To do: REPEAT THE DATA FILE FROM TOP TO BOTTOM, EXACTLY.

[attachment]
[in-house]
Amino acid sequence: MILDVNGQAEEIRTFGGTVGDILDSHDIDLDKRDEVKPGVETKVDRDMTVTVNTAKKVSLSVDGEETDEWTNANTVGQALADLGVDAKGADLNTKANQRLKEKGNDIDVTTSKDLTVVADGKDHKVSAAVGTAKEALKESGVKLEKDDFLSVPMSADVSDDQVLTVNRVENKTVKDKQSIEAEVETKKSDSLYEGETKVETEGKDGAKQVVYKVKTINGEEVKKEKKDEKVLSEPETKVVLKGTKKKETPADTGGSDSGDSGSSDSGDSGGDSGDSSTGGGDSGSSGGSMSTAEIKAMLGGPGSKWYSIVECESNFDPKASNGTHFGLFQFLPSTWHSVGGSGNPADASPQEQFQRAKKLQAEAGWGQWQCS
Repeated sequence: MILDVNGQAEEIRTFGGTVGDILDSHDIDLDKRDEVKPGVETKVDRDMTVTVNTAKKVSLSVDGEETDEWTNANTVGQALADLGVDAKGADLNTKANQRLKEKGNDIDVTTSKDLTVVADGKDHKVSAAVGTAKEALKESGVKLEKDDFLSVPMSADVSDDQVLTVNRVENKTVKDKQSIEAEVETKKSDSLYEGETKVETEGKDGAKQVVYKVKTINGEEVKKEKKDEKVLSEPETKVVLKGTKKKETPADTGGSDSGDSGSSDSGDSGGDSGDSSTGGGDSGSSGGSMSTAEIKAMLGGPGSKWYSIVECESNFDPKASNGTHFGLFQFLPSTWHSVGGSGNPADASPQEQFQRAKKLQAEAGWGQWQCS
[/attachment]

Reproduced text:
[in-house]
Amino acid sequence: MILDVNGQAEEIRTFGGTVGDILDSHDIDLDKRDEVKPGVETKVDRDMTVTVNTAKKVSLSVDGEETDEWTNANTVGQALADLGVDAKGADLNTKANQRLKEKGNDIDVTTSKDLTVVADGKDHKVSAAVGTAKEALKESGVKLEKDDFLSVPMSADVSDDQVLTVNRVENKTVKDKQSIEAEVETKKSDSLYEGETKVETEGKDGAKQVVYKVKTINGEEVKKEKKDEKVLSEPETKVVLKGTKKKETPADTGGSDSGDSGSSDSGDSGGDSGDSSTGGGDSGSSGGSMSTAEIKAMLGGPGSKWYSIVECESNFDPKASNGTHFGLFQFLPSTWHSVGGSGNPADASPQEQFQRAKKLQAEAGWGQWQCS
Repeated sequence: MILDVNGQAEEIRTFGGTVGDILDSHDIDLDKRDEVKPGVETKVDRDMTVTVNTAKKVSLSVDGEETDEWTNANTVGQALADLGVDAKGADLNTKANQRLKEKGNDIDVTTSKDLTVVADGKDHKVSAAVGTAKEALKESGVKLEKDDFLSVPMSADVSDDQVLTVNRVENKTVKDKQSIEAEVETKKSDSLYEGETKVETEGKDGAKQVVYKVKTINGEEVKKEKKDEKVLSEPETKVVLKGTKKKETPADTGGSDSGDSGSSDSGDSGGDSGDSSTGGGDSGSSGGSMSTAEIKAMLGGPGSKWYSIVECESNFDPKASNGTHFGLFQFLPSTWHSVGGSGNPADASPQEQFQRAKKLQAEAGWGQWQCS